Re: [R] Integer bit size and the modulus operator

From: Ionut Florescu <>
Date: Tue 31 Jan 2006 - 05:39:56 EST

Thank you for the quick reply, I will look into the R packages. For crashing R try this:

{a=1:(p-1); b=x^a%%p;
if(all(b[1:(p-2)]!=1)&&(b[p-1]==1)){return(x, " Good ")} else{return(x, " No Good, try another integer ")} }

This checks if element x is a generator of the group Z_p. If you try this function for p = 41 and x various increasing values eventually it will crash R. That is what I meant by random, at first I started x=2,3 so on, when I got to 8, R crashed. Now apparently I can get to 15. When I tried again I got to 20.

Ionut Florescu

Duncan Murdoch wrote:
> On 1/30/2006 11:32 AM, Ionut Florescu wrote:
>> I am a statistician and I come up to an interesting problem in
>> cryptography. I would like to use R since there are some statistical
>> procedures that I need to use.
>> However, I run into a problem when using the modulus operator %%.
>> I am using R 2.2.1 and when I calculate modulus for large numbers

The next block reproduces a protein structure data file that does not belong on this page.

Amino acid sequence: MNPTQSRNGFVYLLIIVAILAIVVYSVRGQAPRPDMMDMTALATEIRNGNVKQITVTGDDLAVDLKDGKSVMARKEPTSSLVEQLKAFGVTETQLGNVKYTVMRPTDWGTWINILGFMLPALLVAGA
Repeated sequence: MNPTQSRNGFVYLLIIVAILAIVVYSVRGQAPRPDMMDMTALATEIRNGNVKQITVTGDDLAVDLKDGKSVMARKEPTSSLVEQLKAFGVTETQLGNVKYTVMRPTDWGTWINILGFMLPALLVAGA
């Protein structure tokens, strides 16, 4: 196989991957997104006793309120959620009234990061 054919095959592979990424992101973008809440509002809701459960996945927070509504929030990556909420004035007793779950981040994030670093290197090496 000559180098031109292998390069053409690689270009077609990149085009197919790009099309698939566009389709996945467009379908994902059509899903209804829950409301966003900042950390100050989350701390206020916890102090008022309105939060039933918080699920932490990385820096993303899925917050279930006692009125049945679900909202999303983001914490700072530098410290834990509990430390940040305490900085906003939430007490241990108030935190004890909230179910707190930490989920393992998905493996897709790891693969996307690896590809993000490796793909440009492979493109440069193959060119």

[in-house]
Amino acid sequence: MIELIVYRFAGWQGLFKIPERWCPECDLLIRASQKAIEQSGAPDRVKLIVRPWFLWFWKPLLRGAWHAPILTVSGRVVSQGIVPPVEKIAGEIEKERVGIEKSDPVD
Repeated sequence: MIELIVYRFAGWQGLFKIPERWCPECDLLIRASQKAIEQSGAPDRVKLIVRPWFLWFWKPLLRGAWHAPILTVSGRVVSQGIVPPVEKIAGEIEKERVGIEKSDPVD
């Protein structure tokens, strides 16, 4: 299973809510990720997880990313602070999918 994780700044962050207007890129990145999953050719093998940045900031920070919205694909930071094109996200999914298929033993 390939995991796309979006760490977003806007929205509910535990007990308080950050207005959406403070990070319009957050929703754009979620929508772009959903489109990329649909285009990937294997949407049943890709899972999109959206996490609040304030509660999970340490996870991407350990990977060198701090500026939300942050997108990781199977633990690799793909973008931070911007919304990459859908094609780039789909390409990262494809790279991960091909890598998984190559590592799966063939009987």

>> (that I need with my problem) R gives me warnings. For instance if
>> one does:
>> a=1:40;
>> 8^a %% 41
>> one obtains zeros which is not possible since 8 to any power is not a
>> multiple of 41.
>> In addition when working with numbers larger that this and with the
>> mod operator R crashes randomly.
> Could you keep a record of the random crashes, and see if you can make
> any of them repeatable? R shouldn't crash. If you can find a
> repeatable way to make it crash, then that's a bug that needs to be
> fixed. (If it crashes at random it should still be fixed, but it's so
> much harder to fix that it's unlikely to happen unless the cases are
> ones that look likely to come up in normal situations.)
>> I believe this is because R stores large integers as real numbers
>> thus there may be lack of accuracy when applying the modulus operator
>> and converting back to integers.
>> So my question is this: Is it possible to increase the size of memory
>> used for storing integers? Say from 32 bits to 512 bits (Typical size
>> of integers in cryptography).
> No, but there is at least one contributed package that does multiple
> precision integer arithmetic. I can't remember the name of it right
> now, but Google should be able to find it for you...
> Duncan Murdoch
>> Thank you, any help would be greatly appreciated.
>> Ionut Florescu
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> mailing list PLEASE do read the posting guide! Received on Tue Jan 31 05:59:14 2006

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